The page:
(TC) I love Ben. Ben is exactly the type of founder we want to partner with at True Ventures. Who would think that there is an opportunity in the traditional, luxury watch space online? As you know, it’s an atypical category online because of the high price points. It’s also a challenging category because you have very established brands, beautiful big brands, some of the most well known luxury brands in the entire world who have done things a certain sort of way for a very long time and it works really well for them. But there is a large audience of potential watch buyers who are more online oriented and are underserved. That’s a great opportunity for Hodinkee to serve both consumers and the brands that want to reach a new audience. When Ben founded Hodinkee, he started off just writing about watches because he’s a genuine watch enthusiast, he simply loves watches. And, as a result, he has an audience because he really knows his stuff and is one of the most authoritative voices in the entire world on watches. He’s brought Hodinkee’s audience along very slowly, it’s very curated. By the time I met with Ben through my partner Kevin Rose, he’d already been doing this for six years and he’d never raised one dollar. It’s counterintuitive but we thought this could be actually a really amazing business. It’s a content driven commerce business and it’s doubling in size each year. I think it’s going to be one of the stand out brands that we’ve got in our portfolio.
What was the reason Ben didn’t raise money for 6 years?
(TC) If you’re working in software or hard core tech, science driven tech, raising money earlier than later makes a lot of sense. But when you’re working with some of these brands like Blue Bottle or Hodinkee, a slow boil is really powerful because it means that the brand is being built out of passion and investing in itself via cash flow. Both James and Ben are good examples of founders who built their brand slowly and around real business models. They had a profitable business before we got involved, figured out how to make a living off these businesses. They’re very good business people. As they grew, the opportunity became clearer and they sought outside opinions and we were able to help them to frame it in a way to take the risk to make their business something more special via scale. Scale doesn’t have to translate to something that’s yucky, scale can actually translate into something that’s really empowering. In the case of Blue Bottle, once we had scale and more money, it empowered the team to work with farmers in a more balanced “win win” manner – we could pay them more money for higher quality ingredients, it really empowered us to do things in the right way. I guess we as a firm, we’ve developed a reputation over time that people trust us. They need us to come in and not mess it up, to respect what they built and then help grow their business in alignment with their value system.
“I have a number ‘zero’, which means I have the watchmaker’s watch, I’m lucky and hugely appreciative.”
You have an appreciation for watches. Do you have specific brand you are collecting these days?
(TC) I actually have a couple of watches that are my favorites. I like small artisanal brands. What a surprise! I love many of the big brands but I don’t have any of those(yet). That’s not my thing so far. But what I really love is, I have this brand Laurent Ferrier and I have a Grönefeld. Both of these watchmakers considered as some of the greatest watchmakers in the world. I’m just really fortunate that I have one from each of them. I have a number ‘zero’, which means I have the watchmakers’ watch, which is rare. To have this, I’m lucky and hugely appreciative (Laugh).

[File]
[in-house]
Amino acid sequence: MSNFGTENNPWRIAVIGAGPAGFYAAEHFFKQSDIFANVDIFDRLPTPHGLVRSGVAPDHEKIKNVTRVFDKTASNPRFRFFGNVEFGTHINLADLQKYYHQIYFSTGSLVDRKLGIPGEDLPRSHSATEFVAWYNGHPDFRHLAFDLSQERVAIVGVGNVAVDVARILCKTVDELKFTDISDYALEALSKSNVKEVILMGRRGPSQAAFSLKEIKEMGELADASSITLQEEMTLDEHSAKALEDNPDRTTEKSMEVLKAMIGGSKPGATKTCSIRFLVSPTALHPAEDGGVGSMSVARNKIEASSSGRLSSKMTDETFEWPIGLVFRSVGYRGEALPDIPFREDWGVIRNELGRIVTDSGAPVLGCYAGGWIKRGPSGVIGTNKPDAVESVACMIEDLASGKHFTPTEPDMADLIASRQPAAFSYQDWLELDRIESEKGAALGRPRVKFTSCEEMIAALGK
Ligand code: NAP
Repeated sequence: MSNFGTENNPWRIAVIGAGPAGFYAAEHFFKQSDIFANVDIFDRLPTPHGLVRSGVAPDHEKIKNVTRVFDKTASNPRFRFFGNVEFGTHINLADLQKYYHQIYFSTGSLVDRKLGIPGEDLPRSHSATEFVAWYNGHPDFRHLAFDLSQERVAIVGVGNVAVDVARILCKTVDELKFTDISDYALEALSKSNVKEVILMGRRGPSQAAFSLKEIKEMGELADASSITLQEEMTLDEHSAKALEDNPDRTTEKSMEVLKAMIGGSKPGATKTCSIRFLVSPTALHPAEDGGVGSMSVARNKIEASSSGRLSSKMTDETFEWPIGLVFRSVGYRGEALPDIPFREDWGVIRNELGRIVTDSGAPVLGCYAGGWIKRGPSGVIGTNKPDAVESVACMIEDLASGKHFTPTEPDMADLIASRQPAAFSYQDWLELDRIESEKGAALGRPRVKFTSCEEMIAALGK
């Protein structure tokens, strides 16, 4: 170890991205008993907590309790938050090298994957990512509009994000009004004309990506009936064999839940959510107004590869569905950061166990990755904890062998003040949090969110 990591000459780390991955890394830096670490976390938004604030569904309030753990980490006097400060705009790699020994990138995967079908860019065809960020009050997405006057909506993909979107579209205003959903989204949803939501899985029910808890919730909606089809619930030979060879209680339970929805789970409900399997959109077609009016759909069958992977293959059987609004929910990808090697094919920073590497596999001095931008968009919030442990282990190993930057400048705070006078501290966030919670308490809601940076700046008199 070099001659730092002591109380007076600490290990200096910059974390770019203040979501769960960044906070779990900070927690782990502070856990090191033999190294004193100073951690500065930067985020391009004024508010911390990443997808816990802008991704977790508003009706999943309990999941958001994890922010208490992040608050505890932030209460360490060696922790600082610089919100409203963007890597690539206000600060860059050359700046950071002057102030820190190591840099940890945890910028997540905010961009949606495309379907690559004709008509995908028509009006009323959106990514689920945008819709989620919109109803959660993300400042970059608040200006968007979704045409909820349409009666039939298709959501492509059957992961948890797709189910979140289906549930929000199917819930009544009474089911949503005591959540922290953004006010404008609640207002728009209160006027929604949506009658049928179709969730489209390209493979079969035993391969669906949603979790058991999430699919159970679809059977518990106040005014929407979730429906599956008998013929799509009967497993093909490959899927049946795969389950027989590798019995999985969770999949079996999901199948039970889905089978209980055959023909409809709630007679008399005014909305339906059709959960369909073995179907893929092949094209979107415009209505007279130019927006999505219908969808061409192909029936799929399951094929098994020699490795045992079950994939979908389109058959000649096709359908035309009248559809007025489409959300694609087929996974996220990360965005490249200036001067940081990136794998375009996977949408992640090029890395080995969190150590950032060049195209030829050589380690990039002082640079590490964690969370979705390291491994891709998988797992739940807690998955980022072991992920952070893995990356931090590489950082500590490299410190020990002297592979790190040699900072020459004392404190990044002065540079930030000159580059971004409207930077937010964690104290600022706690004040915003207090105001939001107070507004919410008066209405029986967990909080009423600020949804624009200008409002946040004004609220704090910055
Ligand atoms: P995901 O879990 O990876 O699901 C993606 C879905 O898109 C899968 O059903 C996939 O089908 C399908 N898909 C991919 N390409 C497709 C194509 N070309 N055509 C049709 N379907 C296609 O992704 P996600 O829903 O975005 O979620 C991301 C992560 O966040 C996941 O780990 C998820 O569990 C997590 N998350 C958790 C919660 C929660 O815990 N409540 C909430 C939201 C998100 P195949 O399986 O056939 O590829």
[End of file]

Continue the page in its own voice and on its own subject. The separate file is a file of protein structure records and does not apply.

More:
I have two older sons and for the longest time, I had the zero from Laurent Ferrier and I was thinking, how am I going to give that to one of my sons and not to the other? And then I got lucky and got number zero from the Grönefeld brothers. I hope my sons are not seeing this because I don’t want them to start thinking that these are their watches YET. That’s part of the whole thing about watches though, right? Tradition.
Current favorite artist?
(TC) My favorite current artist is Barry McGee, Barry’s work really speaks to me because as you know, I like skateboard culture (I’m on the board of Tony Hawk‘s foundation), I like this intersection of youth and hipness and whimsical kind of beautiful thought provoking art. Barry’s work is just really phenomenal and he is a good friend also. I really like him. I love José Parlá in Brooklyn, Clare Rojas, her stuff is so clean. And there’s this artist, Alisha McCarthy, that I love, I should have named her right away because I think she’s like an ‘artists-artist’. You know what I mean by that, an ‘artists-artist’, or an ‘engineers-engineer’, like a REAL DEAL. You go to a dinner with her and the paint is still underneath her fingernails. She’s the real thing. And Jim Campbell, I have a piece by Jim called the Bible, that is just phenomenal. It’s the first piece of art that I own that I really fell in love with.
Anything you haven’t done yet but want to try in the near future.
(TC) You know, I don’t think that way. I have things that I want to do that are physical. I think that’s probably driven by fear of death. I have a youthful spirit and as you get older it’s fun to test yourself physically. I just walked 170 miles and climbed at almost 19,000 altitude last week, I did that over three weeks in the Northwestern part of Nepal, some would argue the most Southwestern part of China. There’s an area called Limi Valley three villages and about 3,000 Tibetans living. It’s somewhat of a disputed border so we just trekked in and it was really challenging – It was like 10-15 steps and then 30 to 60 seconds to catch your breath because of the altitude and then do it again, I was proud I was able to do it – I love that kind of stuff.
I’d love to learn about plants and growing things. You know the expression ‘green thumb’? I don’t have it. I brought back a bonsai tree from Japan a few years ago and it started shivering. It’s been saved now because I took it to a bonsai expert.
I want to learn about the restaurant business, it is one of the things I’ve been thinking a lot about in the last few years, not because I fancy being a restauranteur but I’d like to figure out how the business works. I think it’s something that I can start to integrate more in my life because I like that culture and I like food, culinary scene. There’s just all kinds of stuff that I’m interested in, fascinated by and wanting learn about.
What is good life?
(TC) What is good life for me? I mean, I’m living it.